However, there are scriptural problems with both of these observations. First, the scriptures cited in the position paper only mention tongues as being manifest on three out of the five occasions discussed, namely, in Acts 2:4, Acts 10 and Acts 19:6. Even the Assemblies' position paper must admit that speaking in tongues is not mentioned in the accounts of the Samaritans receiving the Holy Spirit in Acts 8 and the account of Paul receiving the Spirit in Acts 9, although it attempts to evade the issue by saying that "details are not given" in these accounts and arguing that "circumstances seem to indicate" tongues were present. (The details which are given, and the circumstances which allegedly indicate tongues were in use, are discussed on the pages on Acts 8 and Acts 9, following this one). Moreover, the argument completely ignores the fact that there were two different groups who received the baptism in the Holy Spirit on the day of Pentecost: 1) the hundred and twenty who received it in Acts 2:4 and spoke with other tongues and 2) the three thousand who received it on the streets of Jerusalem pursuant to Peter's promise in Acts 2:38 and who are said to have led drastically changed and empowered lives but are never said to have spoken in tongues.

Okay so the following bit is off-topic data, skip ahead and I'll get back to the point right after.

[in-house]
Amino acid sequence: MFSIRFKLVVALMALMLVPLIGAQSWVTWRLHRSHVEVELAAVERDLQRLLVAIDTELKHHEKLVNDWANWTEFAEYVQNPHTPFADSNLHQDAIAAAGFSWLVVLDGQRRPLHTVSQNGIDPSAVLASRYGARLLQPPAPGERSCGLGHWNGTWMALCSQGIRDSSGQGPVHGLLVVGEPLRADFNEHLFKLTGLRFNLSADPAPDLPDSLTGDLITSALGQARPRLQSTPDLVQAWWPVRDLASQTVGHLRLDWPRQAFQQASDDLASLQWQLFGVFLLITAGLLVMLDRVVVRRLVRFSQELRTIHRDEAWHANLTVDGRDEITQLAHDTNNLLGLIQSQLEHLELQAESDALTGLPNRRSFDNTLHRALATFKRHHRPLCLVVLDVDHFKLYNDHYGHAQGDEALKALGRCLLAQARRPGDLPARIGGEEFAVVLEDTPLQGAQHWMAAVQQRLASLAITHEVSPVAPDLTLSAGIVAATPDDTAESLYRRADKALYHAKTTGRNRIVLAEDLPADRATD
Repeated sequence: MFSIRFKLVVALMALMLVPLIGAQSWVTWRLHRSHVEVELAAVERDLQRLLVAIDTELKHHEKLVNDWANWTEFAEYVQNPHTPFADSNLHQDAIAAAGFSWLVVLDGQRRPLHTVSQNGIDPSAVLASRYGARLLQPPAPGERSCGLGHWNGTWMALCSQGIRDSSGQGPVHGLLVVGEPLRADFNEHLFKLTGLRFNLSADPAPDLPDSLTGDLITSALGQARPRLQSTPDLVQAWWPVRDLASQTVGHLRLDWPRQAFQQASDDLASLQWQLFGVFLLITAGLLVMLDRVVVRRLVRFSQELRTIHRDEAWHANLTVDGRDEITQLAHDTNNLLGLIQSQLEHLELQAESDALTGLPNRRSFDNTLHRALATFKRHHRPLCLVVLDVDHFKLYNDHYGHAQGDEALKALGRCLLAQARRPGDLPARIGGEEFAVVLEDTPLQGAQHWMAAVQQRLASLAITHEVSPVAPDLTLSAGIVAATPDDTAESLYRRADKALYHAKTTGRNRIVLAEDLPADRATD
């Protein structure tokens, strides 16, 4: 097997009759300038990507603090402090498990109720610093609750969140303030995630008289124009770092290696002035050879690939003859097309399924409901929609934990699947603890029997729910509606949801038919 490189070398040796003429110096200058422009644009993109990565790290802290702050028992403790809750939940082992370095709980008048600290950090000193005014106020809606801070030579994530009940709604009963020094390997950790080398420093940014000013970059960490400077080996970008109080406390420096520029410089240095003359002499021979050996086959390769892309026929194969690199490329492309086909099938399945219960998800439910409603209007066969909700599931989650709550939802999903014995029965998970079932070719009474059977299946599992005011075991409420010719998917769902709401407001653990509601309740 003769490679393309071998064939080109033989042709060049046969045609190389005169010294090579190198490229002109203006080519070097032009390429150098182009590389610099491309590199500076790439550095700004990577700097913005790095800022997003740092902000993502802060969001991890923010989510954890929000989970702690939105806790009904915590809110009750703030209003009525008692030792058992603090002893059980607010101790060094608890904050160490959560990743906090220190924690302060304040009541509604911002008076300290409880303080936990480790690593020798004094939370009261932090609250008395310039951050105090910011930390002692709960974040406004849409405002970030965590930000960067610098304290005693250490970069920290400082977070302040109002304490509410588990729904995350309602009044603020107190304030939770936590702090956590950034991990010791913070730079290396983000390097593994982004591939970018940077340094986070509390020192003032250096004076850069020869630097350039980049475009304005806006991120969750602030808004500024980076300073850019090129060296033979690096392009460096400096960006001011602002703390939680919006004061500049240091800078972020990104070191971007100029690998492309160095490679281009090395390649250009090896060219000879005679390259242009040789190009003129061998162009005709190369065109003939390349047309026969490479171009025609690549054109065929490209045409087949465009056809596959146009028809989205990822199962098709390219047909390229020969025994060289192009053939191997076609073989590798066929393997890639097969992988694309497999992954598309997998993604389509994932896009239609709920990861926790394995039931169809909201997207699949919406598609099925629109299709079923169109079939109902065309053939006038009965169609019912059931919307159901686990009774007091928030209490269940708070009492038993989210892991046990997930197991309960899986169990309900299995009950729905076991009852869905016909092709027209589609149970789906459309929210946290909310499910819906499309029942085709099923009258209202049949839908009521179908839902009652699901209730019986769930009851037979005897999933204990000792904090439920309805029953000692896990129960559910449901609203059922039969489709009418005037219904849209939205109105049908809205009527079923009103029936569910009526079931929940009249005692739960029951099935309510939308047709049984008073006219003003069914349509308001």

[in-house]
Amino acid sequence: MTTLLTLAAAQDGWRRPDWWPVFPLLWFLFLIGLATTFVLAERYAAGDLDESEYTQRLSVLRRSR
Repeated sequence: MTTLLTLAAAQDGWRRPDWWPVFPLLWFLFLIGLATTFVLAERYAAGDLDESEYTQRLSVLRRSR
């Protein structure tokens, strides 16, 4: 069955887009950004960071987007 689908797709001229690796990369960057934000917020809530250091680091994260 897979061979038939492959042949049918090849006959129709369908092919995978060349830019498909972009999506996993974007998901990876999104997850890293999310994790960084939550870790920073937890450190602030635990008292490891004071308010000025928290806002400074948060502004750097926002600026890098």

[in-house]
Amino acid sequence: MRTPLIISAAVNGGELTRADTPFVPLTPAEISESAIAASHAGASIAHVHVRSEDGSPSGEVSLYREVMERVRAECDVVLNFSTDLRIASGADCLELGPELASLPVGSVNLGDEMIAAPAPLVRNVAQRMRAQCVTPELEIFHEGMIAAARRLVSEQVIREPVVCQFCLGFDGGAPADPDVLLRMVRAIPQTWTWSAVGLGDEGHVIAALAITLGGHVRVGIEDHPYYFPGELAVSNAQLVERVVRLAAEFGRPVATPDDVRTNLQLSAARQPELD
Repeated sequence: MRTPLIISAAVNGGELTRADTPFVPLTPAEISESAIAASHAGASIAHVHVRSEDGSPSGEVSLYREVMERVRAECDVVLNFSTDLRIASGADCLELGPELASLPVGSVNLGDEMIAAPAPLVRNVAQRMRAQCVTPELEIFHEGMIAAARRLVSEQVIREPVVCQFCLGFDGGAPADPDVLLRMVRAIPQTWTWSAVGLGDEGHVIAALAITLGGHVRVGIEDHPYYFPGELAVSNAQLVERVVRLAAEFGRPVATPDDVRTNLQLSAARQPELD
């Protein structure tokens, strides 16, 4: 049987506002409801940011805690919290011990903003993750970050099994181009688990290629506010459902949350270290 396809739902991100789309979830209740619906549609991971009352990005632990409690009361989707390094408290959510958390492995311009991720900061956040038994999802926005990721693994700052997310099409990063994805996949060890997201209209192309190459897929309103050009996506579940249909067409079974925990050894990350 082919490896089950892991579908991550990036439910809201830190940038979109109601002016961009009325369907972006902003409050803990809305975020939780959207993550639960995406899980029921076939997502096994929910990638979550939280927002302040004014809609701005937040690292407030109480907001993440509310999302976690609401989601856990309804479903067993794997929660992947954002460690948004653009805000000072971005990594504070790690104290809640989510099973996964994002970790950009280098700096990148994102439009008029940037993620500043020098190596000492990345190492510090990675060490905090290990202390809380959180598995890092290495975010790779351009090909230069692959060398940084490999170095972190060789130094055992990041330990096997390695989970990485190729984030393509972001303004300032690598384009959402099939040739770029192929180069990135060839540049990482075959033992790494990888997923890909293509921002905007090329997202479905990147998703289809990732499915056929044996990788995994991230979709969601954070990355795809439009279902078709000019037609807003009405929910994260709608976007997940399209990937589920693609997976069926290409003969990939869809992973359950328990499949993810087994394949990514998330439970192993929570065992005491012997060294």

Thus, the manifestation of tongues is mentioned in only half of the six instances of Spirit baptism recorded in Acts. This is enough to show that speaking in tongues really does happen, and possibly even enough to show that it may be expected to be a very common experience among people who are presently controlled by the Spirit. However, it is insufficient to show that tongues always accompany Spirit control, and it is insufficient to show the existence of a one-time crisis experience called the "baptism in the Holy Spirit" which is usually received in a church service and is always evidenced by speaking in tongues. Observations that are consistent fifty percent of the time simply don't prove a universal generalization.

Moreover, the second traditional Pentecostal observation — that the manifestation of tongues was always given in order that external "observers" might know that the individual so manifesting had been baptized in the Spirit — is only directly supported by two of the three remaining scriptural examples. Furthermore, in these two cases, the manifestation of tongues was not given for precisely the same purpose.